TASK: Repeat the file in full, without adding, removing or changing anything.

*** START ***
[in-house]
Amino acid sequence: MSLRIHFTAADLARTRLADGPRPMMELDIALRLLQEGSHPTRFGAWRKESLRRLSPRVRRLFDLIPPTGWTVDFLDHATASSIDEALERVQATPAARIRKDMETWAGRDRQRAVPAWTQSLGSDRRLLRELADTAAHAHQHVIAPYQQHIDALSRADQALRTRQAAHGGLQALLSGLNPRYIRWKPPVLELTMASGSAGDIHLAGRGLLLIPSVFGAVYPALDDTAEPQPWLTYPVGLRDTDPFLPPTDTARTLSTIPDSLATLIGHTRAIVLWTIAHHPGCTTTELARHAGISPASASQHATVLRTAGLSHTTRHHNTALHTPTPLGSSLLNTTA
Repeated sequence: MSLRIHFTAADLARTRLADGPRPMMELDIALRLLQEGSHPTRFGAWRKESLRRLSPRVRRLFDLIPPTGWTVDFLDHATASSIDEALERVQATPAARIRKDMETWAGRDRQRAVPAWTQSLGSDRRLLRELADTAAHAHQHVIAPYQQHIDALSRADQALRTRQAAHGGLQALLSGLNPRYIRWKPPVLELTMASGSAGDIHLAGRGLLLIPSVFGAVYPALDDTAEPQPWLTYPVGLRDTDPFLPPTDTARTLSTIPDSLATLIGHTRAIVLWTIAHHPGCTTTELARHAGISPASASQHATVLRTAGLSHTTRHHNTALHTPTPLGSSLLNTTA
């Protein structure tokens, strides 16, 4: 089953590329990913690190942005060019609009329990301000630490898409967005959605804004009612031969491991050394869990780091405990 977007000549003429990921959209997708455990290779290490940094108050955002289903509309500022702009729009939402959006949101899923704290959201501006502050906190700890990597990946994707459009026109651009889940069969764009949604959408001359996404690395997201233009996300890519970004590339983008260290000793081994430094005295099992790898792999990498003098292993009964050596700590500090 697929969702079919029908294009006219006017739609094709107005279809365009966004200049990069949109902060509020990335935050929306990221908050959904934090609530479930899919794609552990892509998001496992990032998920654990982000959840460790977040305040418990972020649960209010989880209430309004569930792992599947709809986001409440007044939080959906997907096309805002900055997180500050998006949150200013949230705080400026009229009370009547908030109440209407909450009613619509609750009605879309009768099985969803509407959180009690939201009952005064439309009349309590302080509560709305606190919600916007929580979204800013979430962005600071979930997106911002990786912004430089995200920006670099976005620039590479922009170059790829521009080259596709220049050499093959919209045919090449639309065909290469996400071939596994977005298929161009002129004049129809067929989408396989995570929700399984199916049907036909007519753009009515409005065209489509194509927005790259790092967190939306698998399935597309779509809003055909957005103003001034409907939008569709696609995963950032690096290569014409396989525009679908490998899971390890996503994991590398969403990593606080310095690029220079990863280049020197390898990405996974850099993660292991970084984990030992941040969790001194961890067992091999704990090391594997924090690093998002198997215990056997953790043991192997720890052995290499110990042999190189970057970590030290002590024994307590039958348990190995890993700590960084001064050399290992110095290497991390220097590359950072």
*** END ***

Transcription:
[in-house]
Amino acid sequence: MSLRIHFTAADLARTRLADGPRPMMELDIALRLLQEGSHPTRFGAWRKESLRRLSPRVRRLFDLIPPTGWTVDFLDHATASSIDEALERVQATPAARIRKDMETWAGRDRQRAVPAWTQSLGSDRRLLRELADTAAHAHQHVIAPYQQHIDALSRADQALRTRQAAHGGLQALLSGLNPRYIRWKPPVLELTMASGSAGDIHLAGRGLLLIPSVFGAVYPALDDTAEPQPWLTYPVGLRDTDPFLPPTDTARTLSTIPDSLATLIGHTRAIVLWTIAHHPGCTTTELARHAGISPASASQHATVLRTAGLSHTTRHHNTALHTPTPLGSSLLNTTA
Repeated sequence: MSLRIHFTAADLARTRLADGPRPMMELDIALRLLQEGSHPTRFGAWRKESLRRLSPRVRRLFDLIPPTGWTVDFLDHATASSIDEALERVQATPAARIRKDMETWAGRDRQRAVPAWTQSLGSDRRLLRELADTAAHAHQHVIAPYQQHIDALSRADQALRTRQAAHGGLQALLSGLNPRYIRWKPPVLELTMASGSAGDIHLAGRGLLLIPSVFGAVYPALDDTAEPQPWLTYPVGLRDTDPFLPPTDTARTLSTIPDSLATLIGHTRAIVLWTIAHHPGCTTTELARHAGISPASASQHATVLRTAGLSHTTRHHNTALHTPTPLGSSLLNTTA
């Protein structure tokens, strides 16, 4: 089953590329990913690190942005060019609009329990301000630490898409967005959605804004009612031969491991050394869990780091405990 977007000549003429990921959209997708455990290779290490940094108050955002289903509309500022702009729009939402959006949101899923704290959201501006502050906190700890990597990946994707459009026109651009889940069969764009949604959408001359996404690395997201233009996300890519970004590339983008260290000793081994430094005295099992790898792999990498003098292993009964050596700590500090 697929969702079919029908294009006219006017739609094709107005279809365009966004200049990069949109902060509020990335935050929306990221908050959904934090609530479930899919794609552990892509998001496992990032998920654990982000959840460790977040305040418990972020649960209010989880209430309004569930792992599947709809986001409440007044939080959906997907096309805002900055997180500050998006949150200013949230705080400026009229009370009547908030109440209407909450009613619509609750009605879309009768099985969803509407959180009690939201009952005064439309009349309590302080509560709305606190919600916007929580979204800013979430962005600071979930997106911002990786912004430089995200920006670099976005620039590479922009170059790829521009080259596709220049050499093959919209045919090449639309065909290469996400071939596994977005298929161009002129004049129809067929989408396989995570929700399984199916049907036909007519753009009515409005065209489509194509927005790259790092967190939306698998399935597309779509809003055909957005103003001034409907939008569709696609995963950032690096290569014409396989525009679908490998899971390890996503994991590398969403990593606080310095690029220079990863280049020197390898990405996974850099993660292991970084984990030992941040969790001194961890067992091999704990090391594997924090690093998002198997215990056997953790043991192997720890052995290499110990042999190189970057970590030290002590024994307590039958348990190995890993700590960084001064050399290992110095290497991390220097590359950072």